We need to seriously consider designing energy-wise gardens. Nothing reinforces that more than watching our changing weather patterns. Although our winter was long and cold, we did not have the rainfall that we usually get. You don’t have to dig too deeply to notice how dry the soil is.
Although it is so dry, I have still been impressed with what nature can put on show but it does come with some work and good design. I was reflecting on my own place recently as we’ve been living here for 10 years now. I’ve spent a lot of time over those years creating a garden that thrives in the dry because when we moved here we were in drought.
Not everyone is into gardening and it’s funny how many clients say to me: “I want a lovely garden but it has to be low maintenance”. There has to be some effort to gain the rewards but through sustainable design, you won’t have a garden that requires lots of watering, mowing, hedging or too much weeding.
Your plant choices are a major contributor to how sustainable your garden will be. There are a lot of thirsty plants about that put on a good show but there are also plenty that are hardy, frost tolerant, thrive on neglect and look amazing! So my top 10 sustainable plants that will have your garden looking great without too much fuss are:
Herbs – rosemary, sage, thyme, chives, bronze fennel, mint and oregano are some of the few that once you have them in the ground they will just keep providing you with spectacular shows and food each year.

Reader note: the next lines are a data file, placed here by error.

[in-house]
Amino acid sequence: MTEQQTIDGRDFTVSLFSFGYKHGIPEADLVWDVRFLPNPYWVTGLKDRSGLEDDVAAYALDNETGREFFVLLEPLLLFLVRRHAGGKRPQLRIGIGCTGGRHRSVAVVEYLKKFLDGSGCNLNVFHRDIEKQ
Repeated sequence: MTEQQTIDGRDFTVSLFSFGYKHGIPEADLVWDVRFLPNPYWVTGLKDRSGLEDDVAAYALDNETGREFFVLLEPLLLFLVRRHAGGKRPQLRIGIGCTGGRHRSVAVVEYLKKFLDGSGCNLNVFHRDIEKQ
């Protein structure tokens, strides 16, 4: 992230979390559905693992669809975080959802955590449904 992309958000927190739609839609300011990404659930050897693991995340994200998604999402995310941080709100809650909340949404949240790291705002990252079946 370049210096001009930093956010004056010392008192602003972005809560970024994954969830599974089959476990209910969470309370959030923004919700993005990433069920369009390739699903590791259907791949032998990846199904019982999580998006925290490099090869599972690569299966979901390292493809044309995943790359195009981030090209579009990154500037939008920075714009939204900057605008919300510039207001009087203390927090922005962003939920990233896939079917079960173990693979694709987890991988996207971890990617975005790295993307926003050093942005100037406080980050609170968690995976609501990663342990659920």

Echium (Echium candicans) – this is extremely drought tolerant and every year the plants in my garden put on a amazing show of blue spire flowers. It is a quick grower and a great screening plant.
Globe Artichoke (Cynara scolymus) – once you have planted an artichoke it will keep returning each year, providing great form and edible fruit. I do love letting it go to flower, as it is quite beautiful.
Spurge (Euphorbia characias subsp. 'Wulfenii') – with its lime green flower heads, this drought tolerant plant will put on a spectacular show in spring and it will last the whole season. It is prone to spreading but you can deal with that by potting them up and sharing them with friends.
Lamb’s Ears (Stachys byzantina) – I took my first cutting of Lamb’s Ears 16 years ago on a visit to Daylesford. ItS lovely silver furry foliage provides a great contrast in the garden as well as being an effective edging plant. It is so easy to propagate.
Succulents – not all succulents are successful if you live in a frost prone area but there are ones that can cope and they just keep thriving, providing lovely architectural form in the garden. I've had great success with Aeonium arboreum and Echeveria elegans.
Lavender (Lavandula augustifolia) – my favourite is English Lavender as it holds its form really well and, of course, puts on a lovely, fragrant show when in flower.
Grasses – I’ve loved discovering the different types of grasses indigenous to the area because seeing them mass planted waving in the breeze is really lovely.
Iris - to think this rhizome goes into the ground, continues to multiply and then each spring sends up an amazing flower with no effort on my part whatsoever. It continues to perform through sheer neglect.
Hellebores – these plants get you through winter! If you have a dry shady spot in the garden, hellebores, or winter roses as they are commonly known, will fill the gloom with a long spectacular display of flowers in a range of colours.
The only 'maintenance' work you really need to consider doing is adding a good organic compost and fertiliser to the soil each spring. Mulching your garden helps hold moisture in the soil and keeps the weeds at bay. This will help you achieve a fairly low maintenance garden that will put on a show time and time again.